OLIVIER ZAHM — Why do you think Commes des Garçons chose to help you produce and distribute your collection at Dover Street Market?
ANDRE WALKER — I’m very lucky! It’s just wonderful to be given this opportunity. It’s a dream come true. It’s really an honor, and it’s great because I think for people like you, it just totally makes so much sense, and it’s such a pleasure for us to be reunited with people that we love. I honestly didn’t know that I would be working again. I didn’t care about fashion anymore. All i’d been doing was looking at the earth from above, with Yann Arthus-Bertrand.

OLIVIER ZAHM — Did it change your kind of self-destructive attitude?
ANDRE WALKER — Having been chosen by Comme des garçons, i do see the importance of what i do because that helps you to see the possibility of your worth as a commercial entity. I realized that maybe there’s something good that can be done with my clothes for people who have a certain level of taste or want to set themselves apart.

OLIVIER ZAHM — This is a kind a recognition of your work, being chosen by Rei for Dover Street Market.
ANDRE WALKER — It’s very interesting. I’m old enough, too, so why not. It’s taken me almost, like, 47, 48 years to grow up. But I started very, very young. Now, I’m 47. I’m ancient history.

OLIVIER ZAHM — So how have you maintained this high spirit of creativity in a city like New York, which is really business-oriented?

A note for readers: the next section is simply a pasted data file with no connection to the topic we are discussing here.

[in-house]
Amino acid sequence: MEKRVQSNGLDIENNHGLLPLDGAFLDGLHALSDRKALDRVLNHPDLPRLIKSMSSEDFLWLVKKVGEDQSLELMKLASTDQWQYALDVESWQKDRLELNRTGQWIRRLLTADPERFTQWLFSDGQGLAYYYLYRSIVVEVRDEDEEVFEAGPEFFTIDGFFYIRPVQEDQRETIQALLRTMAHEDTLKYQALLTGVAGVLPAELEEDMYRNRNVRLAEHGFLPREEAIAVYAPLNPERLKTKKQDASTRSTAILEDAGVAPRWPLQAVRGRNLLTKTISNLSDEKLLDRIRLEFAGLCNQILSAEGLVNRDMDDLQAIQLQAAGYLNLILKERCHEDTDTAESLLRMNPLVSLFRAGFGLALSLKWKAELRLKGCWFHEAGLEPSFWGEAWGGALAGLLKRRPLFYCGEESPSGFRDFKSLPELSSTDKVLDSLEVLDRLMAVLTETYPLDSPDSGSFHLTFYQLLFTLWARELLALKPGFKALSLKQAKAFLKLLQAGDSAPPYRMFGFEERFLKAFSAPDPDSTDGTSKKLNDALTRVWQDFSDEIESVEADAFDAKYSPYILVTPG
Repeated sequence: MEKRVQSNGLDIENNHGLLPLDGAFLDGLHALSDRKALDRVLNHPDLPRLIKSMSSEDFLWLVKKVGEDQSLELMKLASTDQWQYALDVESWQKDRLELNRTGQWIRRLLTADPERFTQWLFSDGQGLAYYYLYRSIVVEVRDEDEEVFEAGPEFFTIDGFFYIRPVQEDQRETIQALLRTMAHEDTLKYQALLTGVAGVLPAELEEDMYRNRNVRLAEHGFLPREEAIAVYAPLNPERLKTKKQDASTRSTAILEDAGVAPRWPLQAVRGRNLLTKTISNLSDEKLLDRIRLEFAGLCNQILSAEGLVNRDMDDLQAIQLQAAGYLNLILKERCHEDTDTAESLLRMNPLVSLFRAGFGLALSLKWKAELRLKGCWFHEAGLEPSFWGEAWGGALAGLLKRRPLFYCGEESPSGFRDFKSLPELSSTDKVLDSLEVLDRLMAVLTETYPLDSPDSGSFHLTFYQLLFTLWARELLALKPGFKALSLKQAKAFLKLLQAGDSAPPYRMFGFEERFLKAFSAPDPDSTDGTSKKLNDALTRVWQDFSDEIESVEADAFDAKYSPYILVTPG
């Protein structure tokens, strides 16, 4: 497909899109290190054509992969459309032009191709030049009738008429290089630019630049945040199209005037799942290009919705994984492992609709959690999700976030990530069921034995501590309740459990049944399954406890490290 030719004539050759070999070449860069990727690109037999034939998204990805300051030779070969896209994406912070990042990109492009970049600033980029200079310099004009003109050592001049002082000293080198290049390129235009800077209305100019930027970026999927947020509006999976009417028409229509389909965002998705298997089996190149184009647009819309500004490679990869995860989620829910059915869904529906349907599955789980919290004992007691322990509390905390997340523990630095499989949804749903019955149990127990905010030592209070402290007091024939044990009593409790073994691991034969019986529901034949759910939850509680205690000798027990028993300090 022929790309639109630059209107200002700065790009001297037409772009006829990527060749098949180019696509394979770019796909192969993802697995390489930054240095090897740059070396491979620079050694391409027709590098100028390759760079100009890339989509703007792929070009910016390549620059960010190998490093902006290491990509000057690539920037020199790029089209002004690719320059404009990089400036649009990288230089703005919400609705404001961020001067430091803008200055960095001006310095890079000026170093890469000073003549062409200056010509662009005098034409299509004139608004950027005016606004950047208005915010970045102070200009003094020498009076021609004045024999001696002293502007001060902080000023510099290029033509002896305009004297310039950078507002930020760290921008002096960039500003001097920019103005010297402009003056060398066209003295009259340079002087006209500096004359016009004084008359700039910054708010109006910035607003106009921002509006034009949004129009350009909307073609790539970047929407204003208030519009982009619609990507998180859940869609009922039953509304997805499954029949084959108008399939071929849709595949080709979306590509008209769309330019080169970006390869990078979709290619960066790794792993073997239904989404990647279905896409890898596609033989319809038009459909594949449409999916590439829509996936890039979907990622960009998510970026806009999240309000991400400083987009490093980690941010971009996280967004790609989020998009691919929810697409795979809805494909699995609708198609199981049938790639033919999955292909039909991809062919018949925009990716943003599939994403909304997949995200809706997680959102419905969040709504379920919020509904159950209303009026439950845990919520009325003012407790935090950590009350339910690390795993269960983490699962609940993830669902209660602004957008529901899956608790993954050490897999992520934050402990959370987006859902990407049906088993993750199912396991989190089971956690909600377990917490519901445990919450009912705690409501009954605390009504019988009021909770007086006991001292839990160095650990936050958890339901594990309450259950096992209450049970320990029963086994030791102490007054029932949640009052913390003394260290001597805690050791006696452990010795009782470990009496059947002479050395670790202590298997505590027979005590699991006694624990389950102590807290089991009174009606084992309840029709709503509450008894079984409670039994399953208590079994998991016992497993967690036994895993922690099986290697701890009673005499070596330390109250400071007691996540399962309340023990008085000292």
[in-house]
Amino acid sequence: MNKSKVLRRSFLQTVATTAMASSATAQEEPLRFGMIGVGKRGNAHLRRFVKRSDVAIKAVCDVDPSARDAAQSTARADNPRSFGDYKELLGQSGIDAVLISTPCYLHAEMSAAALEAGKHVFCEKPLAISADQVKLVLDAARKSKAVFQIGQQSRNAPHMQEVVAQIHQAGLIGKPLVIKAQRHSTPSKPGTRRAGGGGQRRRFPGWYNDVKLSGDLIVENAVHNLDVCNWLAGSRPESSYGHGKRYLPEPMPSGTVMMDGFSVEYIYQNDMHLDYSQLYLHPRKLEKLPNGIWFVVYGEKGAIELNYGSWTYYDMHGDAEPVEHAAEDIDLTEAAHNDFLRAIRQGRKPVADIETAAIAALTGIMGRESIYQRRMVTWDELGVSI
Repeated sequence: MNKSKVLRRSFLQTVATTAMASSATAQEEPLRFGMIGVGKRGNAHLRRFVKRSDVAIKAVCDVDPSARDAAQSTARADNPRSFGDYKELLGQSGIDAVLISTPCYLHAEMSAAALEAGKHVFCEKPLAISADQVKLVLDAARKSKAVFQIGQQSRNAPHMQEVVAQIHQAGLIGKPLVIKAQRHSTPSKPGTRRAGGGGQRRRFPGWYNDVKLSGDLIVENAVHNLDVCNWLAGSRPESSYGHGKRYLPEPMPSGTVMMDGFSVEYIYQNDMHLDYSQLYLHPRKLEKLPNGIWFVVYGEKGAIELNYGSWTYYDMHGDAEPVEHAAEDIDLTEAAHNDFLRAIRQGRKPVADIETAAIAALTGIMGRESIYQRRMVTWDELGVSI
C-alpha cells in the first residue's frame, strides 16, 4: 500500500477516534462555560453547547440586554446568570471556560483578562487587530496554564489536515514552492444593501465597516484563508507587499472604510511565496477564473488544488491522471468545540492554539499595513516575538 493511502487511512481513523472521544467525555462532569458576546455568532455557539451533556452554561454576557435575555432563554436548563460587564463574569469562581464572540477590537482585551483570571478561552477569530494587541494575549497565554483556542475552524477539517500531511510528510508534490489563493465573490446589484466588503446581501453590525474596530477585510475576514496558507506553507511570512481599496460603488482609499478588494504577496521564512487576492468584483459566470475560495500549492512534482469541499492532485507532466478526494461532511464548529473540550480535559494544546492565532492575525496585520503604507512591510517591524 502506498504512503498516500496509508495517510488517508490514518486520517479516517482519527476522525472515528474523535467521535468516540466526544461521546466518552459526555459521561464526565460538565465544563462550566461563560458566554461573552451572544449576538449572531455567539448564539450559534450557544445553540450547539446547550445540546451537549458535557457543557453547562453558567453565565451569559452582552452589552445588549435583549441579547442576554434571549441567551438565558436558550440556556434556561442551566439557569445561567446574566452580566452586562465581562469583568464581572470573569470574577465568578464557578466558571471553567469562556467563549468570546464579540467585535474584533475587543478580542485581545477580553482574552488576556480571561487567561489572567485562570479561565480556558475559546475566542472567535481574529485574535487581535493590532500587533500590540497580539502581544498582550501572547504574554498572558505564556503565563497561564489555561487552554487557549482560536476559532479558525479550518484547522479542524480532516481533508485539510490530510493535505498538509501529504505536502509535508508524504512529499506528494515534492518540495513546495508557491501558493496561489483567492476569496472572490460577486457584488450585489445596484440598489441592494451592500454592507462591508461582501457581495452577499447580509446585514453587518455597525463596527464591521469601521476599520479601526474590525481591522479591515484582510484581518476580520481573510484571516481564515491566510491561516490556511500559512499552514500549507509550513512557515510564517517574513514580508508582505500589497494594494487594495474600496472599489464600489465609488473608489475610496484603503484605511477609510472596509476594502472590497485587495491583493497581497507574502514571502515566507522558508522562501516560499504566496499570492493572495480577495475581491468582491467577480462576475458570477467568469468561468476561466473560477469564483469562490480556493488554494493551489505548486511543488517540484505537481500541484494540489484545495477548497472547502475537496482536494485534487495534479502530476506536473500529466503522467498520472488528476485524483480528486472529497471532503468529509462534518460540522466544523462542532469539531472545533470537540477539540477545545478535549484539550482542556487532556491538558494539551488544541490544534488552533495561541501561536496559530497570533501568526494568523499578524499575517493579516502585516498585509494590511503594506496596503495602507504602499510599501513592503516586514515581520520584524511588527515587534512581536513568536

ANDRE WALKER — Well, I don’t know. I’m not thinking about New York City. I’m thinking about the people that invited me. I’m not thinking about a global context. I’m thinking about the context of Dover Street Market.

OLIVIER ZAHM — Which is a global context. It’s the fashion of the world, from Tokyo to London to…
ANDRE WALKER — That’s a very good point. Well, it’s so funny. I just had a meeting with Adrian Joffe from Comme des Garçons on Sunday because they want to take the collection international. It’s very interesting. I’m quite scared! But what I can say is it’s going straight to the racks. It’s not going in a fashion show.

A cotton shirt and cashmere bustle pants with a leather belt and heels AND RE WALKER

OLIVIER ZAHM — What do you hate about today?
ANDRE WALKER — The petrochemical society that we live in. I’m conscious about ecology, and I have to talk about it all the time because I’m so aware of it. Now that creativity is so fully democratized and is everywhere, our new challenge is how we produce clothes in an ecological way, without destroying the planet. People are in denial, governments especially.

OLIVIER ZAHM — So you want to have some real ethical rules in the production of your clothes?
ANDRE WALKER — Of course. I mean, I’m at this point now where I was even thinking of just making everything by hand, no electricity.

OLIVIER ZAHM — No electricity, that’s courageous! Are you researching ways to change the world of manufacturing?
ANDRE WALKER — I really would like to. It’s so important. Sometimes these are really not things you will get to do by yourself. You have to just take things step by step.

Sara Glick, make-up — Bruna Rosa at Next, model

[Table of contents]

F/W 2014 issue 22

Table of contents

purple EDITO

purple NEWS

purple BEST of the SEASON





purple BEAUTY

purple LOVE

purple SEX

purple NIGHT

purple STORY